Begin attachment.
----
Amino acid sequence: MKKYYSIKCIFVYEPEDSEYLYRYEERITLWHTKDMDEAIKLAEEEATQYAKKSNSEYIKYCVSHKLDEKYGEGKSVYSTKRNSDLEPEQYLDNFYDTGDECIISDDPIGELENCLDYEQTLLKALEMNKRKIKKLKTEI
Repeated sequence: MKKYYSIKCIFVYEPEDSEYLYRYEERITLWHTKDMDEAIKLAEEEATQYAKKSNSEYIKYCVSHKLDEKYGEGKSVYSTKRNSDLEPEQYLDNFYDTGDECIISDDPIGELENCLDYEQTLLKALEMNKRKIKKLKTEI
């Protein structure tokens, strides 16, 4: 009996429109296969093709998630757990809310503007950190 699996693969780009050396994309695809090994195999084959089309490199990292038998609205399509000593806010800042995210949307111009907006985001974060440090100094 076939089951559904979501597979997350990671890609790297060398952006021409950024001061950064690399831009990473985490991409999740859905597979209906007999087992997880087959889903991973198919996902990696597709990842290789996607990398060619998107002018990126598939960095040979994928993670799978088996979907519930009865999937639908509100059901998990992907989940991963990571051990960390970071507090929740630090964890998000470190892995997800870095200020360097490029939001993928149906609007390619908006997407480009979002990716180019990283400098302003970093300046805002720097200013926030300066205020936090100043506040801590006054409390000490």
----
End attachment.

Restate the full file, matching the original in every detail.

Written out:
Amino acid sequence: MKKYYSIKCIFVYEPEDSEYLYRYEERITLWHTKDMDEAIKLAEEEATQYAKKSNSEYIKYCVSHKLDEKYGEGKSVYSTKRNSDLEPEQYLDNFYDTGDECIISDDPIGELENCLDYEQTLLKALEMNKRKIKKLKTEI
Repeated sequence: MKKYYSIKCIFVYEPEDSEYLYRYEERITLWHTKDMDEAIKLAEEEATQYAKKSNSEYIKYCVSHKLDEKYGEGKSVYSTKRNSDLEPEQYLDNFYDTGDECIISDDPIGELENCLDYEQTLLKALEMNKRKIKKLKTEI
């Protein structure tokens, strides 16, 4: 009996429109296969093709998630757990809310503007950190 699996693969780009050396994309695809090994195999084959089309490199990292038998609205399509000593806010800042995210949307111009907006985001974060440090100094 076939089951559904979501597979997350990671890609790297060398952006021409950024001061950064690399831009990473985490991409999740859905597979209906007999087992997880087959889903991973198919996902990696597709990842290789996607990398060619998107002018990126598939960095040979994928993670799978088996979907519930009865999937639908509100059901998990992907989940991963990571051990960390970071507090929740630090964890998000470190892995997800870095200020360097490029939001993928149906609007390619908006997407480009979002990716180019990283400098302003970093300046805002720097200013926030300066205020936090100043506040801590006054409390000490």